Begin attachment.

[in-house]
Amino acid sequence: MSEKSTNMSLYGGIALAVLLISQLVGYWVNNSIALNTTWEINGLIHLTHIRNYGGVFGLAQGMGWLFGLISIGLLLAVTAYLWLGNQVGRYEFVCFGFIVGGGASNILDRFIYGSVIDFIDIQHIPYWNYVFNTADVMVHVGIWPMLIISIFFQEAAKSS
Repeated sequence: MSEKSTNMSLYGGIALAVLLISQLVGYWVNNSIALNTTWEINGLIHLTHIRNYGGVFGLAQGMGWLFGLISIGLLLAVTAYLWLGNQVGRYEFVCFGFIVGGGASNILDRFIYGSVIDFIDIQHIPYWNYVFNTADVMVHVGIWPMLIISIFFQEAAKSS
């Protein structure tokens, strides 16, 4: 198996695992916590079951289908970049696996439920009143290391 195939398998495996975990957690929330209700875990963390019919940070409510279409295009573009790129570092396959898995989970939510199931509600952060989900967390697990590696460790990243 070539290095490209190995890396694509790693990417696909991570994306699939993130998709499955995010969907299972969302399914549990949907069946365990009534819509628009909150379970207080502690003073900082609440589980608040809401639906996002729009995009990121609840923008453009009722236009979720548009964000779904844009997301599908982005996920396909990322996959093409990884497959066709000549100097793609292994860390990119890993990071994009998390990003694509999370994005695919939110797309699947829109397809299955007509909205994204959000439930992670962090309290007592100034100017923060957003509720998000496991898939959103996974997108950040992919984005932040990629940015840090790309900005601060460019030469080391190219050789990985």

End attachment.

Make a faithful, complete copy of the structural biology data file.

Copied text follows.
[in-house]
Amino acid sequence: MSEKSTNMSLYGGIALAVLLISQLVGYWVNNSIALNTTWEINGLIHLTHIRNYGGVFGLAQGMGWLFGLISIGLLLAVTAYLWLGNQVGRYEFVCFGFIVGGGASNILDRFIYGSVIDFIDIQHIPYWNYVFNTADVMVHVGIWPMLIISIFFQEAAKSS
Repeated sequence: MSEKSTNMSLYGGIALAVLLISQLVGYWVNNSIALNTTWEINGLIHLTHIRNYGGVFGLAQGMGWLFGLISIGLLLAVTAYLWLGNQVGRYEFVCFGFIVGGGASNILDRFIYGSVIDFIDIQHIPYWNYVFNTADVMVHVGIWPMLIISIFFQEAAKSS
């Protein structure tokens, strides 16, 4: 198996695992916590079951289908970049696996439920009143290391 195939398998495996975990957690929330209700875990963390019919940070409510279409295009573009790129570092396959898995989970939510199931509600952060989900967390697990590696460790990243 070539290095490209190995890396694509790693990417696909991570994306699939993130998709499955995010969907299972969302399914549990949907069946365990009534819509628009909150379970207080502690003073900082609440589980608040809401639906996002729009995009990121609840923008453009009722236009979720548009964000779904844009997301599908982005996920396909990322996959093409990884497959066709000549100097793609292994860390990119890993990071994009998390990003694509999370994005695919939110797309699947829109397809299955007509909205994204959000439930992670962090309290007592100034100017923060957003509720998000496991898939959103996974997108950040992919984005932040990629940015840090790309900005601060460019030469080391190219050789990985």